Over the last few years, CBD has gone from being an unknown substance to one of the most popular food supplements in the world. During that time the products have been adapted, the industry has developed and new regulations have been introduced. To get a better understanding of CBD and the industry, let’s take a close look at the latest stats and facts.
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What is CBD?
Cannabidiol (CBD) is an active substance found in cannabis plants. It’s one of a group of over a hundred natural chemicals called cannabinoids. Cannabinoids can interact with our nervous system via receptors and enzymes.
CBD produces a range of useful effects that are beneficial to our health and wellbeing. It’s the second most abundant cannabinoid next to THC, but unlike THC, it’s not intoxicating. In the UK, CBD is commonly sold as a food supplement and can be found as an oil, gummies, in capsules, in e-liquids or in topically applied products.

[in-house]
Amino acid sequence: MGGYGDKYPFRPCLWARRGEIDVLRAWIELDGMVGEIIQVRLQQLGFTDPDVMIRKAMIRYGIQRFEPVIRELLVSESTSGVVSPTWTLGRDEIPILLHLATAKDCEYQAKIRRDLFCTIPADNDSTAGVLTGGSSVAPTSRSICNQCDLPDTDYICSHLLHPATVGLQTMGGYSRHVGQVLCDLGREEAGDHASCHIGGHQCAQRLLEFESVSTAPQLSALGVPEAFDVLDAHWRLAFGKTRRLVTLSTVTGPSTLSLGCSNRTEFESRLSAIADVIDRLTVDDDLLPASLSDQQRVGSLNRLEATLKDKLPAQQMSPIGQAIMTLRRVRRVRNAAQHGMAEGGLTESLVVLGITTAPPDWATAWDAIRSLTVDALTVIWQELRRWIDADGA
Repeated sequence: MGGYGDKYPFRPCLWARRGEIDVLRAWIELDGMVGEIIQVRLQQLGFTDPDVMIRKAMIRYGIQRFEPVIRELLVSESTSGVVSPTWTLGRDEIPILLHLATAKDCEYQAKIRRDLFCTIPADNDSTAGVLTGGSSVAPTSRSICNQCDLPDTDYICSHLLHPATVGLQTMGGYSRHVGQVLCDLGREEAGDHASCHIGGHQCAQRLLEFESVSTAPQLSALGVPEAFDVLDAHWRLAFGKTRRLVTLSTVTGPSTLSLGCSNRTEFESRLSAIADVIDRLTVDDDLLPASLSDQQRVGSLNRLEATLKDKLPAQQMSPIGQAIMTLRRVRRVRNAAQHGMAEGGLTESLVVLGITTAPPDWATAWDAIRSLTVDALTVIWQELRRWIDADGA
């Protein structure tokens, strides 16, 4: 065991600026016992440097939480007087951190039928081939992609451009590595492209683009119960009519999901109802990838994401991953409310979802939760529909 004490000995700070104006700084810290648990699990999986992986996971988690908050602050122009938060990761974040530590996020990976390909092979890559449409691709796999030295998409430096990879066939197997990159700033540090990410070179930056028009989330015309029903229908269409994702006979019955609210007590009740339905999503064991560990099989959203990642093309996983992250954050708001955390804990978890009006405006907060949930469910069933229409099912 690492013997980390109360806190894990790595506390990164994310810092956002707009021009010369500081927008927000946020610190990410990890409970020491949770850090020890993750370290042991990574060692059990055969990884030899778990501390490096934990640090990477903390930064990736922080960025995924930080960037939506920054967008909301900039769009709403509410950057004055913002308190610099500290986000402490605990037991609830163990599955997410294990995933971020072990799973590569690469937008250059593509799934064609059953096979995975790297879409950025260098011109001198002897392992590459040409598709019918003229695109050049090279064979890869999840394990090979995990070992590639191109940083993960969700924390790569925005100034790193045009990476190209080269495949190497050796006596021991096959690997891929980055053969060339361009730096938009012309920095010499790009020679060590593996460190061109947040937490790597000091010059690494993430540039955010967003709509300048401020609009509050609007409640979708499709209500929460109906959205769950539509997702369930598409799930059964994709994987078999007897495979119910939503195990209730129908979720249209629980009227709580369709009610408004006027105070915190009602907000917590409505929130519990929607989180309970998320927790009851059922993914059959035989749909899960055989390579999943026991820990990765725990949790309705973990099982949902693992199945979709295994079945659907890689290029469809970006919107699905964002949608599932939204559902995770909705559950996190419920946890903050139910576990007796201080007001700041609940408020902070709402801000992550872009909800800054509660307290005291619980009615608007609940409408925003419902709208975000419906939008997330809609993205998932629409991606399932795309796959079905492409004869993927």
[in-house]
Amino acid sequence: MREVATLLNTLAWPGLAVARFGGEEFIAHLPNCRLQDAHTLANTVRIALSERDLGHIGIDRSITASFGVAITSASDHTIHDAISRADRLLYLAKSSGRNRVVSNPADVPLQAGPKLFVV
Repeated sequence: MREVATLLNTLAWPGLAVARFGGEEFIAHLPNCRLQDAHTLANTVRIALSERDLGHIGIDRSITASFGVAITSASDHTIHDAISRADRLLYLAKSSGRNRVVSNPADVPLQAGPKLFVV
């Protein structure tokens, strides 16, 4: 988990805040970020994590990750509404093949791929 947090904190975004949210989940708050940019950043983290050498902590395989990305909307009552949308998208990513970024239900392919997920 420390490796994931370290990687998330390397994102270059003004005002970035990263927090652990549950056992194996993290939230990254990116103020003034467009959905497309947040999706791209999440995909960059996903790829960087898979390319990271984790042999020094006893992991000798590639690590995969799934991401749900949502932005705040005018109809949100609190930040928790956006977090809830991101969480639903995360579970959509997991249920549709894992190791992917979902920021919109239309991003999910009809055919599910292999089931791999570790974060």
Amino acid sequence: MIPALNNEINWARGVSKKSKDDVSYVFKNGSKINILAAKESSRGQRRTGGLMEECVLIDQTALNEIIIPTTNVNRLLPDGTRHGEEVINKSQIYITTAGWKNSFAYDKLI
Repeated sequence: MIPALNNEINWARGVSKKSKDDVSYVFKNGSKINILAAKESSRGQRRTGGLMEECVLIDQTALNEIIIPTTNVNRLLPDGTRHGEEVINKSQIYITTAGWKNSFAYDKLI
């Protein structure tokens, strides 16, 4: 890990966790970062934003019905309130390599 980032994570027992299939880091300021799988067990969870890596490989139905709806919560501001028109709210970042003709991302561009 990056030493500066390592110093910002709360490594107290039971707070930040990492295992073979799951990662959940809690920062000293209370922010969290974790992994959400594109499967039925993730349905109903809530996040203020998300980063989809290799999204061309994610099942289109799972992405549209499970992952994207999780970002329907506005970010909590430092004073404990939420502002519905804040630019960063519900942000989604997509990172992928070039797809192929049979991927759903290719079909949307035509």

CBD is a non-intoxicating cannabinoid that won’t get you high.
Organic certification and inspections cost about £500 per year, depending on the size of the farm and where it’s located in the world. However, the cost of converting to organic practices can be significantly more and drives up CBD prices.
Converting a farm for organic certification can take up to 3 years.
Hemp can cost up to £2000 per kg for high-quality buds with 8-10% CBD and as little as £15 per kg for low quality 3% CBD flowers. However, most brands will be able to get extra discounts by buying in vast quantities.
Decarboxylation is completed using an oven that costs approximately £3,500 to £5,000.
Third-party lab testing can be about £500 for a complete set of tests for one batch. However, this varies depending on which cannabinoids the lab are asked to analyse, if they screen for contaminants and how low they set the limit of quantification (LOQ).